Week Seventeen, Day Two
The Israelites believed that Yahweh was Melek, or King—not just over Israel but over every nation on earth. They understood that the temple in Jerusalem was the earthly symbol of God's heavenly throne, and they expected a coming Messiah who would one day save his people from their enemies, establishing his rule over the whole world.
The New Testament presents Jesus as the King of kings, whose perfect obedience ushered in the kingdom of heaven. For the last two thousand years, God's kingdom has continued to spread through every nation, tribe, people, and language, as men and women accept Christ's rule. When you pray to YahwehMelek, you are praying to the God who watches over the whole earth and who will one day come in glory to usher in an eternal kingdom of peace and righteousness.
Endow the king with your justice, O God,
the royal son with your righteousness.
He will judge your people in righteousness,
your afflicted ones with justice.
The mountains will bring prosperity to the people,
the hills the fruit of righteousness. (Psalm 72:1-3)
PRAYING THE NAME
A shoot will come up from the stump of Jesse; from his roots a Branch will bear fruit. The Spirit of the LORD will rest on him—the Spirit of wisdom and of understanding, the Spirit of counsel and of power, the Spirit of knowledge and of the fear of the LORD...
Righteousness will be his belt and faithfulness the sash around his waist. The wolf will live with the lamb, the leopard will lie down with the goat, the calf and the lion and the yearling together; and a little child will lead them... The infant will play near the hole of the cobra, and the young child put his hand into the viper's nest. They will neither harm nor destroy on all my holy mountain, for the earth will be full of the knowledge of the LORD as the waters cover the sea. (Isaiah 11:1-3,5-6,8-9)
Reflect On: Isaiah 11:1-9
Praise God: For he is the true King.
Offer Thanks: For the ways God has already used you to build up his kingdom.
Confess: Any tendency to live as though this world is all there is.
Ask God: To fill the earth with the knowledge of him.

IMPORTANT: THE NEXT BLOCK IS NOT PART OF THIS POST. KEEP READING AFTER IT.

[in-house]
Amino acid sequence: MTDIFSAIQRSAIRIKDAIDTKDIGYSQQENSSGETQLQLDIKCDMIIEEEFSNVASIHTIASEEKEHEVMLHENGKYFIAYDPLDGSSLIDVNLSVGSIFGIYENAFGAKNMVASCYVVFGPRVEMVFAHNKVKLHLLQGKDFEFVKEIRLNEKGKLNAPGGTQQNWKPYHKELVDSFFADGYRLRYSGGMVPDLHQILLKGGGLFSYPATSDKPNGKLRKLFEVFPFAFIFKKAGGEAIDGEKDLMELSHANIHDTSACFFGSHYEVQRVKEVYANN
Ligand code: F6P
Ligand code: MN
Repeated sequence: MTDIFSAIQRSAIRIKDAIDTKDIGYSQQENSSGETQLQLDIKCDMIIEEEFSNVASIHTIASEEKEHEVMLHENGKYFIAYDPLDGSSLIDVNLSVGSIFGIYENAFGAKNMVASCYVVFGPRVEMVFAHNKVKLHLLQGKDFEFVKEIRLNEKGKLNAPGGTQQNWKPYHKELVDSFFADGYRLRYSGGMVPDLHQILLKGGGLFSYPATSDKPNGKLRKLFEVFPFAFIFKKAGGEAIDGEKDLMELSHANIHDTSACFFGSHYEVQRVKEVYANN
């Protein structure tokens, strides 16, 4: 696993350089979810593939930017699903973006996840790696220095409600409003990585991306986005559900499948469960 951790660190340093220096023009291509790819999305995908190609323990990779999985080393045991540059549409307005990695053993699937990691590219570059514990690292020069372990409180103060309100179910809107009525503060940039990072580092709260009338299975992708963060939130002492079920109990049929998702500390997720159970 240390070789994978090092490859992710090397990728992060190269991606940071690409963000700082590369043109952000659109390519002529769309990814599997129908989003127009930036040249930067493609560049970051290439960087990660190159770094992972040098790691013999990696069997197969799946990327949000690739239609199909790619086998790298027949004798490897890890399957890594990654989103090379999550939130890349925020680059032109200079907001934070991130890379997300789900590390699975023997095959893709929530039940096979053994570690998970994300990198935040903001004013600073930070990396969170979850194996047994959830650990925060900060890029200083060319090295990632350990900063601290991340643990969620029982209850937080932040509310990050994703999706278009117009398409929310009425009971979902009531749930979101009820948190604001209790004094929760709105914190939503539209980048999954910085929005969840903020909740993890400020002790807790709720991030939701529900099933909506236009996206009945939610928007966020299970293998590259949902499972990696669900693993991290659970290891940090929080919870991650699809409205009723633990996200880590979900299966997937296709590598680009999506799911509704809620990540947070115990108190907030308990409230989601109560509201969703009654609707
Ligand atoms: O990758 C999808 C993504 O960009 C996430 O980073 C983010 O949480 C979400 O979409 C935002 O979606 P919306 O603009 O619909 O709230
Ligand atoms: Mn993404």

Several years ago I nearly met a king. I was touring Israel and Jordan with a small group of editors and writers interested in learning more about the intractable problems of the region. During our time in Amman, Jordan, our tour director attempted to arrange a meeting with His Majesty King Hussein bin Talal, known to his people as Al-Malik Al-Insan, "The Humane King." But the king was busy that day. So we met, instead, with his younger brother, His Royal Highness Prince El Hassan bin Talal, who was then the crown prince. Afterward, we crowded around on the steps of the palace to have our photograph taken with him, commemorating our one brief brush with royalty.
Like most Americans, I find the idea of royalty exotic, romantic, and rather antiquated. And no wonder. Monarchs and monarchies have suffered a long decline throughout the world. If you doubt it, try an Internet word search for "king." You are more likely to turn up "Burger King," "B. B. King," "Martin Luther King," "Stephen King," "the Lion King," or even "Elvis Presley" than the name of a reigning monarch.
But the Bible pictures God as the greatest Monarch of all. Far from being in decline, God's rule extends over the entire universe. Though challenged by the one Jesus called "the prince of this world," God still reigns.
Isaiah presents a shocking though beautiful image of what the world will be like when God's rule is perfectly and permanently established: "The infant will play near the hole of the cobra"; "the wolf will live with the lamb"; "the leopard will lie down with the goat"; and "a little child will lead them." The world in perfect harmony. No violence, no hatred, no hurt. Nothing out of sync, out of control, off kilter. The weak and the strong living happily together, world without end. Evil will vanish, becoming merely an archaic word in the celestial dictionary.
Next time you read the newspaper or watch the nightly news, contrast Isaiah's vision of the world as it will one day be with your vision of the world as it currently is. Pray for the grace to perceive more deeply and to participate more fully in the work God is doing to build up his kingdom right now. Remember the words of Jesus shortly before his death: "The man who loves his life will lose it, while the man who hates his life in this world will keep it for eternal life. Whoever serves me must follow me; and where I am, my servant also will be" (John 12:25-26). Then join your prayer to his: Our Father in heaven, hallowed be your name, your kingdom come, your will be done on earth, as it is in heaven. (Matthew 6:9-10)
For more from Ann Spangler, visit her blogspot on Christianity.com. Be sure to check out Ann's newest book, Praying the Attributes of God: A Daily Guide to Experiencing His Greatness.